By Patricia O’Connell
It’s the start of September and the start of school.
Most students have returned to traditional classrooms.
But a significant segment learn reading, writing and arithmetic at home.
Marcia Grimes has been home-schooling her children since 1996. She now has it down to a science.
“This year I didn’t buy anything,” she said, noting that everything is handed down.
She said one mistake families make is to splurge on materials. You don’t need to purchase colorful plastic teddy bears to teach numbers, she noted, adding, “Kids can learn to count Cheerios.”
Mrs. Grimes, a mother of 12 living children and one in Heaven, frequently fields inquiries from other Catholic moms. They want to know how to start home schooling. She tells them they’re already doing it, and have been since their children were tiny.
She and her husband, Michael, began formally instructing their oldest, now 30, when she was in eighth grade. This has continued right down to their youngest daughter, now four.
“I could write a book on mistakes (home-schoolers make) because I made them all, “she said.
Recently, one child asked why they couldn’t attend a regular school. Mrs. Grimes answered it wouldn’t be possible to continue gym classes at the “Y.” The Grimes children frequently take field trips, with Mrs. Grimes weaving lesson plans into the outing.
Mrs. Grimes is thrilled her children accompany her on regular visits to a local nursing home, where they hand out Rosary beads at the start of a prayer service.
“If my kids were in school, I would not have the freedom to do these things,” she explained.
Lynn Minasian-Somers of Northborough is also happy with her choice to keep her children home. Shortly before Labor Day weekend, she and several of her six children were in the midst of cleaning their school room and “working on all the things we needed to get started.”
“Yes, it is a big time commitment, especially trying to manage everything else,” she noted.
Mrs. Minasian-Somer’s children range in age from one to 15. Although it’s a lot of work running a home and a school, her older children help.
“My three oldest are good cooks,” she said. “The other way I do it is just by a lot of prayer.”
Home schooling, she said, seems to be what God is calling her to do.
While the stereotype is of isolated families, Mrs. Minasian-Somers said this isn’t the case.
“We’re pretty connected,” she said, explaining she and her children attend a Catholic home-schooling cooperative every Friday. Five families pool resources and talents. “All of the Moms teach something,” said Mrs. Minasian-Somers. One mother, a journalist, teaches writing. Another, a scientist, teaches science. There is also a history/geography block.
Mrs. Minasian-Somers leads a preschool class. Her students learn letters by pairing each letter with the beginning letter of a saint’s name.
“The children look forward to the co-op‚” Mrs. Minasian-Somers said. “Oh, yeah, they enjoy it a lot,” she said of the cooperative. “This is our third year doing it. We go to co-op because it’s a Catholic group.”
The children in the group range in age from babies to young teens, according to Mrs. Minasian-Somers, who said high-school aged girls sometimes help with some of the lessons. The families typically have an All Saints Day party and some sort of celebration at Advent, she explained.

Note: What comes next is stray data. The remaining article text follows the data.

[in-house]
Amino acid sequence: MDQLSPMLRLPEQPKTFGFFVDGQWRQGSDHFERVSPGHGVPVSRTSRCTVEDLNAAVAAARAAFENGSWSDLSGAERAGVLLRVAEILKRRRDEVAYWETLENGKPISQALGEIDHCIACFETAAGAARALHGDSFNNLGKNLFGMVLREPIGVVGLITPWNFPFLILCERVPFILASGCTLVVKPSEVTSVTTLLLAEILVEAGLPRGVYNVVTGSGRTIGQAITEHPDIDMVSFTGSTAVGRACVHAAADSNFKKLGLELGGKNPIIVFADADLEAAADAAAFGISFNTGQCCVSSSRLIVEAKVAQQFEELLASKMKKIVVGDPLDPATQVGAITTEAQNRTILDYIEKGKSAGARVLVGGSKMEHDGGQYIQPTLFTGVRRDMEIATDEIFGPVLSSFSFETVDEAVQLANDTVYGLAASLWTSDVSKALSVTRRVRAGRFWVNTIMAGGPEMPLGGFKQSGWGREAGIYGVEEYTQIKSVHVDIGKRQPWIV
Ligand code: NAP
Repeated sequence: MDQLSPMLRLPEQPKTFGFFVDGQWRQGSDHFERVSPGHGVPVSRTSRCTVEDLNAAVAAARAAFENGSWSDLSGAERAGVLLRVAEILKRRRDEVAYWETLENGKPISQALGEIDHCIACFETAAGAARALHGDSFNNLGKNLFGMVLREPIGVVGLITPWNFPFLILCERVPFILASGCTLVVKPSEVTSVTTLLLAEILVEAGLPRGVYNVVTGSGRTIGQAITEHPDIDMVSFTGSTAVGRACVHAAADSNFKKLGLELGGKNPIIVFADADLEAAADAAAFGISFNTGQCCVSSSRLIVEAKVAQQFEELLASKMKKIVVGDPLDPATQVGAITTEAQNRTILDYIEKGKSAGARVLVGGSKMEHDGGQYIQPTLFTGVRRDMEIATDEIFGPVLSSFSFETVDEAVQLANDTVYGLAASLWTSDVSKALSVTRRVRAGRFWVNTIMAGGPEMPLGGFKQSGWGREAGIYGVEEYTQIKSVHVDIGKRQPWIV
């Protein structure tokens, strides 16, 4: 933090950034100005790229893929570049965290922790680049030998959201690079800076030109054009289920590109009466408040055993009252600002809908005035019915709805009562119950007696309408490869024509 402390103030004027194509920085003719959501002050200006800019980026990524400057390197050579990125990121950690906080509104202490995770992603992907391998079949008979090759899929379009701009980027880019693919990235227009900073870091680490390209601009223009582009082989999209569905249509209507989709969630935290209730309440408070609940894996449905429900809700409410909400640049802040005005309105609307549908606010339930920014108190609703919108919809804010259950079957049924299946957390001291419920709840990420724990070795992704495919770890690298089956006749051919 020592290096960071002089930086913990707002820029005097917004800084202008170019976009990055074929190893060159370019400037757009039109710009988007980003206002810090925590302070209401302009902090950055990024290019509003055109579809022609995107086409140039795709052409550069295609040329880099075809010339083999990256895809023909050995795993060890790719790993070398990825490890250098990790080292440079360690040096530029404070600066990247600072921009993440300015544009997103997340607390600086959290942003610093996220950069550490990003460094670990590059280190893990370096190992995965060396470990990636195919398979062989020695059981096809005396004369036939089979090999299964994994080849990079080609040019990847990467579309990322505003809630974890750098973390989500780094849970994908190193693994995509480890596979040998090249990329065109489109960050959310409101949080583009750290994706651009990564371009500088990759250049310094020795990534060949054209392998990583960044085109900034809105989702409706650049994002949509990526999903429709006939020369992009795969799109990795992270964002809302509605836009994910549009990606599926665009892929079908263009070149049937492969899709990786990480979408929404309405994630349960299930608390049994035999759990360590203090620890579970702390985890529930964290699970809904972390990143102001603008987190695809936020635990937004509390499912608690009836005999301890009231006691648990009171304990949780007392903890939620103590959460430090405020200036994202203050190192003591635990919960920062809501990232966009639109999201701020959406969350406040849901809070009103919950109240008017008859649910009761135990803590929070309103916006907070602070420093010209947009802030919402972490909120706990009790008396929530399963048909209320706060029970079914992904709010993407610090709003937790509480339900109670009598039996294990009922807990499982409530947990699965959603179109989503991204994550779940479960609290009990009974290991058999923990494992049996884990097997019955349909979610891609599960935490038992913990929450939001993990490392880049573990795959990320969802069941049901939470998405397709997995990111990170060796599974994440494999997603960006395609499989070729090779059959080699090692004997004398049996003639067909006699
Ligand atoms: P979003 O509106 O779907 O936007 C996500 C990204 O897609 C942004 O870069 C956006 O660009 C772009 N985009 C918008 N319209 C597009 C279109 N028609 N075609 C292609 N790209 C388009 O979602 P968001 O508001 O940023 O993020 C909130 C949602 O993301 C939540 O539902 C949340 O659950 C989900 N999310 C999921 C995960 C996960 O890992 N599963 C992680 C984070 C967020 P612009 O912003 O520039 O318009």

At different parishes, there are also special home-school Masses throughout the year. Mrs. Minasian-Somers said her own pastor, Father Stephen Gemme of St. Bernadette in Northborough, has, in the past, celebrated special Masses for home-schooled families. She said there are a couple of other families home-schooling at St. Bernadette.
Mrs. Minasian-Somers has been home-schooling for eight years, starting when her oldest, now 15, was in second grade and she was pregnant with her fourth child. If someone feels a desire to homeschool, Mrs. Minasian highly recommends it.
“I think anybody can home-school,” she said. “If you’re feeling called, pray about it.”
She does warn, though, that it is impossible to tell someone exactly what to expect. Home-schooling never goes according to plan, she noted.
Mrs. Minasian-Somers described one way home schooling has had a positive impact. Two years ago, the entire family took their lessons on the road, and embarked upon a cross-country trip. This, she said, couldn’t have happened if her children followed a traditional school calendar.
“It was a great experience we were able to share as a family,” she said, noting this was also a good way to teach geography.
Ann and Frank Hougham of Sterling also home schooled their children, at least until two were old enough to attend Trivium School in Lancaster, which begins in grade seven. Mrs. Hougham is still home-schooling her third child, and she’s considering it again for her youngest pre-school-aged daughter.
Mrs. Hougham was busy organizing materials before school began. Home-schooling families tend to schedule classes the first week in September. She said the process is different for every child. Some kids can’t be home-schooled, but most can, she said.
Chris Synder of Marlborough lives in the Archdiocese of Boston but because Catholic homeschool families are relatively few and far between, she has met people from the Guardian Angels Homeschool Group centered in North Worcester County.
She said homeschooling is a “beautiful way” to pass on the faith.
Although Mrs. Snyder’s children have aged out of homeschooling she eagerly awaits round two. There will be several young grandchildren living at her house and they will be homeschooled as well.
“I’m so thrilled to be part of it again,” she said.